Young adults don’t have a healthy enough respect for health care, a new Aetna Inc. survey suggests.
In its survey of 1,000 employed Americans aged 18 to 25, Aetna, Hartford, found 44% think it’s more important to pay their monthly cell phone bill than pay a health benefits premium.
Moreover, 70% would rather put part of their income toward paying credit card debt, building savings or contributing to their 401(k).
When Aetna took a closer look at uninsured workers who actually had been injured, however, it was a different story: 91% wished they had been insured at the time of the accident.
Young adults are often dropped from their parents’ plan, Medicaid or the state children’s health insurance program at age 19 or when they graduate from high school or college, leaving them to seek health coverage as they enter the workforce.
But the survey found many are in no rush to sign up for benefits. Of those without coverage (almost a third of those in the age group), 46% say they will sign up when they can afford it, and 31% will enroll when they get a job that offers benefits.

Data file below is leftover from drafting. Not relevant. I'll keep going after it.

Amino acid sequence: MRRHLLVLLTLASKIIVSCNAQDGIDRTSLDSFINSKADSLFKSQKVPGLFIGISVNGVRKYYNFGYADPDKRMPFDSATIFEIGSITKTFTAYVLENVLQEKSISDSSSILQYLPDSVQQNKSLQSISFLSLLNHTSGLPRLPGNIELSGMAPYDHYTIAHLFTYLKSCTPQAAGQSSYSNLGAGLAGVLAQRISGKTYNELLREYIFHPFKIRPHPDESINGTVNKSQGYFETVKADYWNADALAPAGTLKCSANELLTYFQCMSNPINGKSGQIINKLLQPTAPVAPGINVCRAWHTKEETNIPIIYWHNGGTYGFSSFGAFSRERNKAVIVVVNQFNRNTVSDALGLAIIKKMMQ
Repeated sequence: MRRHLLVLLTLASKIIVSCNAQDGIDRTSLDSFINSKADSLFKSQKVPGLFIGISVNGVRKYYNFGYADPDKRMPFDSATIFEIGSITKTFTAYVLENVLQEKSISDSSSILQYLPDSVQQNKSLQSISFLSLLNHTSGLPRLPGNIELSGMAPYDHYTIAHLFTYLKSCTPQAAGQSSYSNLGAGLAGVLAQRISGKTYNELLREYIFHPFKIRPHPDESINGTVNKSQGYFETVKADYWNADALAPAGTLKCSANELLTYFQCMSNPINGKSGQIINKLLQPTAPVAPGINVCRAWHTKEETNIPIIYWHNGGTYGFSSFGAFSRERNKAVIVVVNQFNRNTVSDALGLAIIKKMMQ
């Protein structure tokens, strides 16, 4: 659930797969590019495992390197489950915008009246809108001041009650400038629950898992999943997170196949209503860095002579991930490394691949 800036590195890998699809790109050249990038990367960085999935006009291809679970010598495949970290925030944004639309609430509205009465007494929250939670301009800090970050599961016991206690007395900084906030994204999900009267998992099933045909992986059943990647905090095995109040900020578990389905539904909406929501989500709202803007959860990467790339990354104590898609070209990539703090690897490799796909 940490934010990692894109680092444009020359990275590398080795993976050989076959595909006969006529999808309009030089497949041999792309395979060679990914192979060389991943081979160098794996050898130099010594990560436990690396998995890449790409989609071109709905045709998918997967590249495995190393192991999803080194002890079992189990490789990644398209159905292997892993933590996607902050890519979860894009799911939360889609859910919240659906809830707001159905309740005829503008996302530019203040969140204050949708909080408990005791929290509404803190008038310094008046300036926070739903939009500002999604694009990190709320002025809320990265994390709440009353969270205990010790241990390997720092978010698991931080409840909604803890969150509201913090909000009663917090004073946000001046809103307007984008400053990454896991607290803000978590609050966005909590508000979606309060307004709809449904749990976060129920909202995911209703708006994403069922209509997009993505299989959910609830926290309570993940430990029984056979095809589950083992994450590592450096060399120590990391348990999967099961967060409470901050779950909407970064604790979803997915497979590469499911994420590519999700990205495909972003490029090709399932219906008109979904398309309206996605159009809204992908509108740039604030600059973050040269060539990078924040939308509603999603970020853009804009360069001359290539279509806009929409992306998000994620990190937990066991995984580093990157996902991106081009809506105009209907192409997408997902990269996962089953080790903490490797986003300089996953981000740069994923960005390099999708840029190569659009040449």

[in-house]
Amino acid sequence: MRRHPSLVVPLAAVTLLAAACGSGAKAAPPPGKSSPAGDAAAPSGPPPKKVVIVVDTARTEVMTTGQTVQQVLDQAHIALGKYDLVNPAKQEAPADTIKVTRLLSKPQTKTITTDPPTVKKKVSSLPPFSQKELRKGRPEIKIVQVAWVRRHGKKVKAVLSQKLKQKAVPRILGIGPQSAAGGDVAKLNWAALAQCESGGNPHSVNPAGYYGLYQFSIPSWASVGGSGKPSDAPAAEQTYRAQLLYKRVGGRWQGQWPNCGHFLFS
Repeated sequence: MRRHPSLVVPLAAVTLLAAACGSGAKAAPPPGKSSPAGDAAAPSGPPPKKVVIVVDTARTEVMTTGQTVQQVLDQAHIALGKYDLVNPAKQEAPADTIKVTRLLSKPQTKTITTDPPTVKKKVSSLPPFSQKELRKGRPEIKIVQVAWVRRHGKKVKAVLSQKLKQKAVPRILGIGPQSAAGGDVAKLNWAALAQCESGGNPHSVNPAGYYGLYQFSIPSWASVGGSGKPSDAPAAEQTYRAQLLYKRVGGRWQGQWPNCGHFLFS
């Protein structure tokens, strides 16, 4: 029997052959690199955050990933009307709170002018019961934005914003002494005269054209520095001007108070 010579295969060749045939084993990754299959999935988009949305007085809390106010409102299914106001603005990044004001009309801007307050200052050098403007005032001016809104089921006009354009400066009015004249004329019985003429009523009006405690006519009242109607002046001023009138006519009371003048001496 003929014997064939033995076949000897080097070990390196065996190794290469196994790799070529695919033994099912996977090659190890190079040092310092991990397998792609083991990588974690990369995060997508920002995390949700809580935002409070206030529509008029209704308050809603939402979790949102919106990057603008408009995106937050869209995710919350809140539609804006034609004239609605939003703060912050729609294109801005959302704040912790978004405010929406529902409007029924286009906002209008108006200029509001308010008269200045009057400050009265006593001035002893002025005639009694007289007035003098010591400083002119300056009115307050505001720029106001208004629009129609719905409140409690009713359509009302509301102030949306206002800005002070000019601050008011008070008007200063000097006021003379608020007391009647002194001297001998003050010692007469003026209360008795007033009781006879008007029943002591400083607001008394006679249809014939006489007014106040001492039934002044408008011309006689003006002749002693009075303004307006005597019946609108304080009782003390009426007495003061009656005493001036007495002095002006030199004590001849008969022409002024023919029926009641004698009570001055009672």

Of young workers who did have health benefits, 85% said dental care was the most valuable, ranking it above vision and many other benefits.
Other results of the survey:
35% said they would probably not be able to find benefits if they become unemployed;
31% thought they wouldn’t be able to find health care insurance if their employer did not offer it;
47% of those covered under their parents’ plan don’t know what kind of plan they have;
30% depend on their parents for help when choosing health benefits;
46% say earning a higher salary is most important when job hunting, compared to 8% who ranked health benefits as their top priority when looking for a job.
Aetna and the Financial Planning Association, Denver, Colo., have set up a Website to help young workers in choosing health benefits: http://www.allaboutthebenefits.com.